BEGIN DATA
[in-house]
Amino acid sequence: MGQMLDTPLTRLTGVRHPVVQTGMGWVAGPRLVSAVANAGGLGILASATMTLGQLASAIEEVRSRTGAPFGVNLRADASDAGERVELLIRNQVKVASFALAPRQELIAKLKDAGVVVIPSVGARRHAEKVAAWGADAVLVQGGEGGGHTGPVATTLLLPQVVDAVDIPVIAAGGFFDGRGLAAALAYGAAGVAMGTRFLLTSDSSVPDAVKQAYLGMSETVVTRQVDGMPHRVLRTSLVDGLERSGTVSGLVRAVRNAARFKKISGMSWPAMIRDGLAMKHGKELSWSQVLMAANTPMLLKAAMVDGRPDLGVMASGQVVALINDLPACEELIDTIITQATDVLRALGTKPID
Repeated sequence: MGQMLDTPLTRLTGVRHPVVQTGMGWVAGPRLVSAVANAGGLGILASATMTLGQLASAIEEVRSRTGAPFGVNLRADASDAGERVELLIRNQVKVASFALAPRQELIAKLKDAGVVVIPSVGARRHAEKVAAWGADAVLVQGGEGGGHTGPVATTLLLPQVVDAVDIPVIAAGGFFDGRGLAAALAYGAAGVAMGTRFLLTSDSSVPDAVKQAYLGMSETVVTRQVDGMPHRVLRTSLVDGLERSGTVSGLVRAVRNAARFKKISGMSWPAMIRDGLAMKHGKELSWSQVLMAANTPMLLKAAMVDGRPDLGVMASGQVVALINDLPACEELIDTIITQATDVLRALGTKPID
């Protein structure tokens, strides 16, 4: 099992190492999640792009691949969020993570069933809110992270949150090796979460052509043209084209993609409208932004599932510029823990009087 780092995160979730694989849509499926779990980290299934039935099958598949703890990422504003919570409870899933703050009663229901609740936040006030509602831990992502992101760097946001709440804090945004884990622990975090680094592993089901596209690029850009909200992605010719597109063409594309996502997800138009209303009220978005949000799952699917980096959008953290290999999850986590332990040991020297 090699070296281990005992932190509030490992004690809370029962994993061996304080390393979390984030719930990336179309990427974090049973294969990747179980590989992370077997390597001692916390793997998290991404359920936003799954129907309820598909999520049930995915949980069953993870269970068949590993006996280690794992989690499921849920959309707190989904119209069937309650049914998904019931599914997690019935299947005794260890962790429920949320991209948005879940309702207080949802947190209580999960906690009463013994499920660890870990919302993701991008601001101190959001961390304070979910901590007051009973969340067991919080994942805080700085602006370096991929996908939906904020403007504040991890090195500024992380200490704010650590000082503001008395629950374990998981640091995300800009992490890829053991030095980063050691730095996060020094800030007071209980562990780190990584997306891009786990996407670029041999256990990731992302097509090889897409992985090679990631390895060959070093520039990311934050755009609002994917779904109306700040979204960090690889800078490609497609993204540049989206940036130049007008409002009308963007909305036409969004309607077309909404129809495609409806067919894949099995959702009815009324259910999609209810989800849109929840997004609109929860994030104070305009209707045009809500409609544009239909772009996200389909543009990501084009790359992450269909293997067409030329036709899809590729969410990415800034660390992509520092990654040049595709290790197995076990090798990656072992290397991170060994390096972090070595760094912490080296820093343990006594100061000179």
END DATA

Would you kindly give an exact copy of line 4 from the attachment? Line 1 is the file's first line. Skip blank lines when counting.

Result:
């Protein structure tokens, strides 16, 4: 099992190492999640792009691949969020993570069933809110992270949150090796979460052509043209084209993609409208932004599932510029823990009087 780092995160979730694989849509499926779990980290299934039935099958598949703890990422504003919570409870899933703050009663229901609740936040006030509602831990992502992101760097946001709440804090945004884990622990975090680094592993089901596209690029850009909200992605010719597109063409594309996502997800138009209303009220978005949000799952699917980096959008953290290999999850986590332990040991020297 090699070296281990005992932190509030490992004690809370029962994993061996304080390393979390984030719930990336179309990427974090049973294969990747179980590989992370077997390597001692916390793997998290991404359920936003799954129907309820598909999520049930995915949980069953993870269970068949590993006996280690794992989690499921849920959309707190989904119209069937309650049914998904019931599914997690019935299947005794260890962790429920949320991209948005879940309702207080949802947190209580999960906690009463013994499920660890870990919302993701991008601001101190959001961390304070979910901590007051009973969340067991919080994942805080700085602006370096991929996908939906904020403007504040991890090195500024992380200490704010650590000082503001008395629950374990998981640091995300800009992490890829053991030095980063050691730095996060020094800030007071209980562990780190990584997306891009786990996407670029041999256990990731992302097509090889897409992985090679990631390895060959070093520039990311934050755009609002994917779904109306700040979204960090690889800078490609497609993204540049989206940036130049007008409002009308963007909305036409969004309607077309909404129809495609409806067919894949099995959702009815009324259910999609209810989800849109929840997004609109929860994030104070305009209707045009809500409609544009239909772009996200389909543009990501084009790359992450269909293997067409030329036709899809590729969410990415800034660390992509520092990654040049595709290790197995076990090798990656072992290397991170060994390096972090070595760094912490080296820093343990006594100061000179």